Engineer Emil Hernandez, a resident hydrologist of the LLDA said that as of 9:30 a.m., the water level was at 12.25 meters above sea level (masl) or “just .25 meters before it reaches the critical level.”
This was an increase from 11.6 masl over the weekend and 12.1 masl when typhoon “Maring” began to dump water. The lake water stayed at that level until around midnight on Monday. The lake’s critical level is at 12.5 masl.
Aside from the rains, “we are also surrounded by watersheds so there is still water coming from Cavite, Laguna and Marikina,” Hernandez said in a phone interview.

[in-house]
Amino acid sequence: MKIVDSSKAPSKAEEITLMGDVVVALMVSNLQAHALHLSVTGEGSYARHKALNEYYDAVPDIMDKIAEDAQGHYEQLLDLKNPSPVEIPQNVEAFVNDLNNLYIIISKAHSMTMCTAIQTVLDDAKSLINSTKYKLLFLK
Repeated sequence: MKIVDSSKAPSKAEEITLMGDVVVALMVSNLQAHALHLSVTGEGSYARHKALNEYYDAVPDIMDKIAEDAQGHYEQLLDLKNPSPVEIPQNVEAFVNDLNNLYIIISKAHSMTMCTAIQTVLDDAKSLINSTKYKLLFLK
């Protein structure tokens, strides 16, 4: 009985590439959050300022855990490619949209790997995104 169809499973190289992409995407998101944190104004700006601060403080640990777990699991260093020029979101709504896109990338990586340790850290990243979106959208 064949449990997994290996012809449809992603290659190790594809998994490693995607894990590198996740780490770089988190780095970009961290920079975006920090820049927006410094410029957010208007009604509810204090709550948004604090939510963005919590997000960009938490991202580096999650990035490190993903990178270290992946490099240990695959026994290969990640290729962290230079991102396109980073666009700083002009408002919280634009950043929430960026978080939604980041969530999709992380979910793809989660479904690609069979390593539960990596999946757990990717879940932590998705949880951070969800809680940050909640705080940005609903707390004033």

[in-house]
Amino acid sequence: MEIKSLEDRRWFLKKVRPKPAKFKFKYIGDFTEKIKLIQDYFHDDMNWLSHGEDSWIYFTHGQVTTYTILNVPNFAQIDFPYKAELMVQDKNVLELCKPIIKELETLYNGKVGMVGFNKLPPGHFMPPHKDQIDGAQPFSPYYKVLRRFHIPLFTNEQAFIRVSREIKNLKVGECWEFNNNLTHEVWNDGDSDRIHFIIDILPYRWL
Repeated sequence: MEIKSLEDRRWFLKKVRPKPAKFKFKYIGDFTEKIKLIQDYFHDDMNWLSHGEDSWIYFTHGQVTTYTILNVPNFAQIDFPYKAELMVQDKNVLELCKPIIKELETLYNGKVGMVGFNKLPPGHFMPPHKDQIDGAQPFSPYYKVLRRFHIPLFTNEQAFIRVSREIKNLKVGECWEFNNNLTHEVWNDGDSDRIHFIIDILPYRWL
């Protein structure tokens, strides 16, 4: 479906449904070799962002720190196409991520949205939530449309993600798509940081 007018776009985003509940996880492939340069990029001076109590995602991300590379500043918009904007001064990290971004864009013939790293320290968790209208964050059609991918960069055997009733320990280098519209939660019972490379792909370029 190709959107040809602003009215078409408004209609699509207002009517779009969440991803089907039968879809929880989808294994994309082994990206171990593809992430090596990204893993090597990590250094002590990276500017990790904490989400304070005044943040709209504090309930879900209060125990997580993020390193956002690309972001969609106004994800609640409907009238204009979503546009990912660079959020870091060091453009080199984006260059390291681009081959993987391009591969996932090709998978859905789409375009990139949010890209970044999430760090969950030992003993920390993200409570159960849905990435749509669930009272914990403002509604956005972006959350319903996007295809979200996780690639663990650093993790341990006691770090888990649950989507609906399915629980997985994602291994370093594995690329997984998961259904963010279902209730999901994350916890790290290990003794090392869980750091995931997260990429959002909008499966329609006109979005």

Floodwaters that submerged several lakeshore villages in Laguna on Monday began to subside, but Hernandez said if the rains continued, the water level might increase by a few more centimeters.
“That’s what we are keeping an eye on. If the water level reaches 12.3 meters and becomes stagnant, a little rain in the coming days would cause a flood, that unlike that of (Monday), would take months before it recedes because (the lake) is swollen already,” he said.
The lake’s water level reached around 13.9 masl during typhoon Ondoy in 2009 causing it to spill over and submerge hectares of shore land.
“But a few weeks before Ondoy, the lake water level was almost the same as it is now,” Hernandez said.